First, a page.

Water managers and officials said some riveting things in the last half of 2018 about the increasingly dry conditions in the Colorado River system, and the falling water levels at Lake Powell and Lake Mead.
Many of the most hair-raising remarks heard at water meetings were made while water officials and managers were discussing “drought contingency planning,” or DCP.
The effort, a response to an 18-year drought, includes a series of agreements — among various regional, state and federal entities — that are designed to bolster water levels at Powell and Mead.
The two giant reservoirs are fed by the tributaries of the Colorado River system, including the Roaring Fork, Fryingpan and Crystal rivers, so changes in the sprawling river basin can ripple all the way upstream.
Below is a sampling of what’s being said out there.
Tough talk ahead
“After experiencing the fourth driest year on record last year, Lake Powell and Mead’s combined storage sits today at 46 percent. That is the lowest level since 1966, when Lake Powell was initially filling and cutting off water supplies down south. To put it in more personal terms, these are the lowest reservoir levels in my lifetime.” — Brenda Burman, commissioner of the U.S. Bureau of Reclamation, on Dec. 13, at the annual meeting of the Colorado River Water Users Association at Caesars Palace in Las Vegas.
“If we were to have a repeat of the 2000-to-2005 drought, with current demands and current levels of operations, we would essentially drain Lake Powell. It would go down to nothing.” — Eric Kuhn, former general manager of the Colorado River District, on Sept. 14, at the district’s annual seminar in Grand Junction.
“It does not look good. It is a real and present danger for us to be facing the hydrology that we have today, and the 24-month outlook for that.” —Peter Nelson, chairman of the Colorado River Board of California, on Dec. 13 at a CRWUA meeting.
“Today’s level of risk is unacceptable, and the chance for crisis is far too high.” —Burman, on Dec. 13 at a CRWUA meeting.
“We’ll be in crisis mode if DCP isn’t completed.” —Pat Tyrrell, state engineer for Wyoming and commissioner on the Upper Colorado River Commission, on Dec. 13, at a CRWUA meeting.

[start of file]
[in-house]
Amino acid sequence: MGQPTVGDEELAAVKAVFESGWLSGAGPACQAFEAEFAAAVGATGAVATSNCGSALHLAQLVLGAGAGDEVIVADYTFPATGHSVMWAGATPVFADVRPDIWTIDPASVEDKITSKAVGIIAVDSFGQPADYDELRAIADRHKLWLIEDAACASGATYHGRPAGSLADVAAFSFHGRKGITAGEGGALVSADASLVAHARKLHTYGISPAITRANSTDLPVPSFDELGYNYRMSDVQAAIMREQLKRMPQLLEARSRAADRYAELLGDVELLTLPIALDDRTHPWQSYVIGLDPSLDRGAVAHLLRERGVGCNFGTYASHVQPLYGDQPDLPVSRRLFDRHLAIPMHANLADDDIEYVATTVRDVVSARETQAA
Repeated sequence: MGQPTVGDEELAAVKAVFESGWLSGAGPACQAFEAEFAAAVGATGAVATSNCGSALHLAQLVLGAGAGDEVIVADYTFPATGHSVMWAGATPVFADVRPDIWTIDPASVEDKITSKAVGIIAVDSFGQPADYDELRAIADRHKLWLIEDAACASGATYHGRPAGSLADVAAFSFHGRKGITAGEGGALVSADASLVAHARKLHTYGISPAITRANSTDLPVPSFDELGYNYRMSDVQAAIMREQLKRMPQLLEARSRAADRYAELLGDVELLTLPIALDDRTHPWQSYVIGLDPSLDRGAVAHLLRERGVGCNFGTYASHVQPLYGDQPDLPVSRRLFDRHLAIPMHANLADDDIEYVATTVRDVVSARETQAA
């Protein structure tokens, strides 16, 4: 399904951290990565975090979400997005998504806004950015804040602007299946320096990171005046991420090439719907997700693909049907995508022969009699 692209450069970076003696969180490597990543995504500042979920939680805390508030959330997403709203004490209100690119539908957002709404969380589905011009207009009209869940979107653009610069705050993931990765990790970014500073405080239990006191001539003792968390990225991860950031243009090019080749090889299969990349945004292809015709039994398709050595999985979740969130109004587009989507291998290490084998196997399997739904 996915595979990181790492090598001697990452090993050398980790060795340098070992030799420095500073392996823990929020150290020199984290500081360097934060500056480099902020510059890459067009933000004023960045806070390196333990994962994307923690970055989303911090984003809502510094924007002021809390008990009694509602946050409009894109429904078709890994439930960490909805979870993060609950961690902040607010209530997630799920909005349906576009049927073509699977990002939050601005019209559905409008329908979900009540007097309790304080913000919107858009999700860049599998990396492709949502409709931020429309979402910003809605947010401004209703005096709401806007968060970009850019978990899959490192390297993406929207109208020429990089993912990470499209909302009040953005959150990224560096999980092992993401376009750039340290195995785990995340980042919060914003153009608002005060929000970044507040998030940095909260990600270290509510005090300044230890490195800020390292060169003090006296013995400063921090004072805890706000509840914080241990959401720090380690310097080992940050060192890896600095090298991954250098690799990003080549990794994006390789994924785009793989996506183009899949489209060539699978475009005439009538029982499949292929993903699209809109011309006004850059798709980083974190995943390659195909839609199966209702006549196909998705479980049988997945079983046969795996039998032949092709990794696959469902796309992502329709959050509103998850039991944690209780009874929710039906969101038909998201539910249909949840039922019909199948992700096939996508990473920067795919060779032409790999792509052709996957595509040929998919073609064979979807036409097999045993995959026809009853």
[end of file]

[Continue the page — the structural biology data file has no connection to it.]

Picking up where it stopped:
“It’s not a drought-contingency plan, it’s a survival plan due to current conditions.” — Bill Hasencamp, manager of Colorado River resources for the Metropolitan Water District of Southern California, on Aug. 22, at the summer meeting of the Colorado Water Congress in Vail.
“It’s important to understand that we are looking at giving up a very large amount of Colorado River water in central Arizona, nearly half. That’s a painful conversation. And, of course, everyone thinks that their own water use is justified and no one else’s is.” — Kathryn Sorensen, director of City of Phoenix Water Services, on Dec. 13 at a CRWUA meeting.
“We are teetering on the brink of a shortage today, and we see real risk of rapid declines in reservoir elevations, particularly at Lake Mead in the very near future.” — Burman on Dec. 13 at a CRWUA meeting.
“If we have the worst-case hydrology, it is possible that our state may need to move to an involuntary (water-curtailment) system. But we want that done through a public process. We want the stakeholders at the table.” — Andy Mueller, general manager of the Colorado River District, on Sept. 14 at a district seminar.
“To me, the best way of conserving water is not to use it, is not to grow, is not to continue to drain the Colorado River. But realistically looking at it, that is not going to happen.” — Keith Moses, vice chairman of the Colorado River Indian Tribes, on Dec. 13 at a CRWUA meeting.
“As we get hot and dry, we just have less available water and we see more demand.” — Taryn Finnessey, senior climate change specialist for Colorado on Aug. 24, at a CWC meeting.
“(The water entities in Arizona) have grasped that concept — that we’re going to be in a drier future with less water.” — Thomas Buschatzke, director of the Arizona Department of Water Resources, on Dec. 13 at a CRWUA meeting.
Act, if needed
“We see this train that’s coming at us at 5 miles an hour, and if it hits us, it’s our own damn fault, because you can just see that reservoir level going down.” — Jim Lochhead, CEO of Denver Water, on Aug. 23 at a CWC meeting.
“We will act, if needed, to protect this basin.” — Burman, on Dec. 13 at a CRWUA meeting.
“The law of the river isn’t carved on stone tablets.” — John Entsminger, general manager of the Southern Nevada Water Authority, on Dec. 13 at a CRWUA meeting.
“Someone’s going to have to use less water.” — Kuhn on Sept. 14 at a Colorado River District seminar.
Editor’s note: Aspen Journalism covers rivers and water in collaboration with The Aspen Times and other Swift Communications newspapers. The Times published this article on Saturday, Dec. 29, 2018. The Glenwood Springs Post Independent published it in their print edition on Sunday, Dec. 30, 2018. The Vail Daily published it online on Dec. 29, 2018.